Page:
Washington DC, USA
The Pan-American Health Organization (PAHO) has succeeded in reducing the price of expensive medicines that can cure people living with hepatitis C (HCV), according to an announcement made at its 57th Directing Council meeting. PAHO has negotiated prices of US$129 for 3 months of treatment from generic sources of sofosbuvir/daclatasvir. This significant move could enable national programmes to scale up diagnosis and treatment and eliminate HCV as a public health problem.
HCV affects about seven million people in the Americas, but the majority of those living with the disease are not diagnosed and have no access to treatment. Few countries have to date managed to secure broad access to affordable medicines.
“This new price achieved by PAHO could help change the scenario for the countries where patent barriers don’t prevent them from purchasing generic sources,” said Michel Lotrowska, Director of DNDi Latin America. “With prices ranging from $1,230 to $4,500, the affordability barrier remains considerable for countries where HCV medicines are under patent, unless they take steps to overcome regulatory or intellectual property barriers.”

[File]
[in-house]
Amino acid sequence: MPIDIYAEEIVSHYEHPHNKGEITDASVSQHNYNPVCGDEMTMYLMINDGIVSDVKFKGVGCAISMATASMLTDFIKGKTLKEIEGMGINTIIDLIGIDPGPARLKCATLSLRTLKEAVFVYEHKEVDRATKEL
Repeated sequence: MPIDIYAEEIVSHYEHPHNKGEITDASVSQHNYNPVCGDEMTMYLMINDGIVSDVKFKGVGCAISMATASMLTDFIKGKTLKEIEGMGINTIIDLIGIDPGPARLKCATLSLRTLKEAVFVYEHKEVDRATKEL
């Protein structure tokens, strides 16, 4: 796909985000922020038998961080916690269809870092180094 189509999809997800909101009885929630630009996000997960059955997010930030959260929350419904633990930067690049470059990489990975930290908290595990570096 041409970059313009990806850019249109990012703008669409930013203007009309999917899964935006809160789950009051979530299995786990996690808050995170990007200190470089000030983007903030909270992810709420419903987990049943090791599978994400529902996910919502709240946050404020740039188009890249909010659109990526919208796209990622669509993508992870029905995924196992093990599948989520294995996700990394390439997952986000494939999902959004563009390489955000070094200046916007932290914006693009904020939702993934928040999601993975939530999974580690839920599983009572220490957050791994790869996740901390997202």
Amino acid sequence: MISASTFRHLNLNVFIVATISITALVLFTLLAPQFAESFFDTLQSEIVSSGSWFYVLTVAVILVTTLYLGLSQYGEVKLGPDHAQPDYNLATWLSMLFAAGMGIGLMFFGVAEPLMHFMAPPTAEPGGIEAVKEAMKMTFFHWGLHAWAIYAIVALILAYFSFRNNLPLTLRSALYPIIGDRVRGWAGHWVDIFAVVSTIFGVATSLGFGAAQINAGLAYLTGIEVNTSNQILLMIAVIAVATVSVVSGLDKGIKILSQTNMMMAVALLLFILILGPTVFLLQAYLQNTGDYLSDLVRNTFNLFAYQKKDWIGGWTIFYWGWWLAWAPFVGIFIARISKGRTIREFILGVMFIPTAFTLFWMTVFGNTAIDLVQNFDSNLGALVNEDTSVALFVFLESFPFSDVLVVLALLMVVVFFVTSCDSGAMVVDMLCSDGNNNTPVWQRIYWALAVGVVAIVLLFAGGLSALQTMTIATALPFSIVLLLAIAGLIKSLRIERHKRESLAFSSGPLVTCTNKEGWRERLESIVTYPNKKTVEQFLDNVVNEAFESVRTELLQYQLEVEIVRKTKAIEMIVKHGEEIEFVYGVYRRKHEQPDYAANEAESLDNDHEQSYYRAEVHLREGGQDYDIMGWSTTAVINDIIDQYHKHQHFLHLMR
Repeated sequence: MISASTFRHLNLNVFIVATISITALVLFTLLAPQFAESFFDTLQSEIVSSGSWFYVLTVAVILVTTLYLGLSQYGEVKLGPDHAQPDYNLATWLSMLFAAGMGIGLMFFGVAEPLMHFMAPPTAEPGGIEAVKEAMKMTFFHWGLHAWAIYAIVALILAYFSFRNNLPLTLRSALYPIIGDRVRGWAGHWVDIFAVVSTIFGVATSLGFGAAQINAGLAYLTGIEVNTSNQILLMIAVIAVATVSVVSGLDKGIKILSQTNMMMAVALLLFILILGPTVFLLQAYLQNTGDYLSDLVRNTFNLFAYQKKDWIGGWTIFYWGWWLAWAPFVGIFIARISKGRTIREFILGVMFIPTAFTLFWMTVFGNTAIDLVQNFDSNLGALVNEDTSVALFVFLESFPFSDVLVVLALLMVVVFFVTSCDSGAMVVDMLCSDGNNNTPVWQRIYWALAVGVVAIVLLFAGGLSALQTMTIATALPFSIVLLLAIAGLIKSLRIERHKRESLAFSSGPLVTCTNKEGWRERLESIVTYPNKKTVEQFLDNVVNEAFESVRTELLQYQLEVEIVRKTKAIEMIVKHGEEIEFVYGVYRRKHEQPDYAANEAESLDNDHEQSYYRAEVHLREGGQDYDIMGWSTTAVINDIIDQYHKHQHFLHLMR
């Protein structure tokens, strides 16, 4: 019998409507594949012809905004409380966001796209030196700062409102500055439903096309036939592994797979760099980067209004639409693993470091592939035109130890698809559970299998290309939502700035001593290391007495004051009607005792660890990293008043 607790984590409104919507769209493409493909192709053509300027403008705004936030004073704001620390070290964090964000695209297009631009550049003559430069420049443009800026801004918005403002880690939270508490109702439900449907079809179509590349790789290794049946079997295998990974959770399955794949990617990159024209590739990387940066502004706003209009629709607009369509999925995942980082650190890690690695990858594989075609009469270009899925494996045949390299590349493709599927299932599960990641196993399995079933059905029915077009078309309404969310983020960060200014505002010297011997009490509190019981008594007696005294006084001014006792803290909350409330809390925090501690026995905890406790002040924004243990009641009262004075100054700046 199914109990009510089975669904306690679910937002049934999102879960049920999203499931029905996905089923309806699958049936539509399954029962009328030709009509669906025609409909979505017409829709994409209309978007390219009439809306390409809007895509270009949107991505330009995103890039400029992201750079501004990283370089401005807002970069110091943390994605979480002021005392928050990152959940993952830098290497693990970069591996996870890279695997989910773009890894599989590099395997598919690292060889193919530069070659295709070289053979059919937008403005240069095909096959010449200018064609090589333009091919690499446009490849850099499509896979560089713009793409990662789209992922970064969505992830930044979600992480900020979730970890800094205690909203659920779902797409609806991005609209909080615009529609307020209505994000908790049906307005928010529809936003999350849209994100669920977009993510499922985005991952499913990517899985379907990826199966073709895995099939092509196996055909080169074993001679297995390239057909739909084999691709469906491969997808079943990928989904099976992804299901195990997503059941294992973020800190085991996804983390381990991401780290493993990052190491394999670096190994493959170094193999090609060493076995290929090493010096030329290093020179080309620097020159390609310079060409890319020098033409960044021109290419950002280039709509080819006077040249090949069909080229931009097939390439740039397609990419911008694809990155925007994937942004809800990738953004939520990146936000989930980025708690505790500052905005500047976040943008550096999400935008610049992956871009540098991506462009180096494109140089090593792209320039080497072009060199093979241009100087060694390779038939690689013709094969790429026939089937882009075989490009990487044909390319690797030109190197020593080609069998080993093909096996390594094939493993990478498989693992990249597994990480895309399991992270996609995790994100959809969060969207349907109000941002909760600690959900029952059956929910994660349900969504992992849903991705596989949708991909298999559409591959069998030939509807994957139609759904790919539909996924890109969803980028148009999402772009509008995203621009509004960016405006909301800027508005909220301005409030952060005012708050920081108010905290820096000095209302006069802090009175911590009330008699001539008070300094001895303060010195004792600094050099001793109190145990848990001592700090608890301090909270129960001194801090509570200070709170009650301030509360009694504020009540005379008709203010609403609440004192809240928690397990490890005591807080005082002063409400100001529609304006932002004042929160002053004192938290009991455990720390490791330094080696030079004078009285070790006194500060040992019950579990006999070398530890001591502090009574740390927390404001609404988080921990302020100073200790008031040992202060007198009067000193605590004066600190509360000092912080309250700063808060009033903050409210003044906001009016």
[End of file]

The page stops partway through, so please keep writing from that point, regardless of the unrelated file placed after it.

DNDi supports PAHO’s decision to make these prices public, as transparency is an important factor in helping countries know about and obtain lower prices. DNDi calls on PAHO and its member states to continue to use all options to improve access to affordable treatments, including following the example of countries such as Malaysia, where the local authorities have issued a “government use” (compulsory) licence enabling access to generic versions of a patented medicine to treat the disease.
Photo credit: Vinicius Berger-DNDi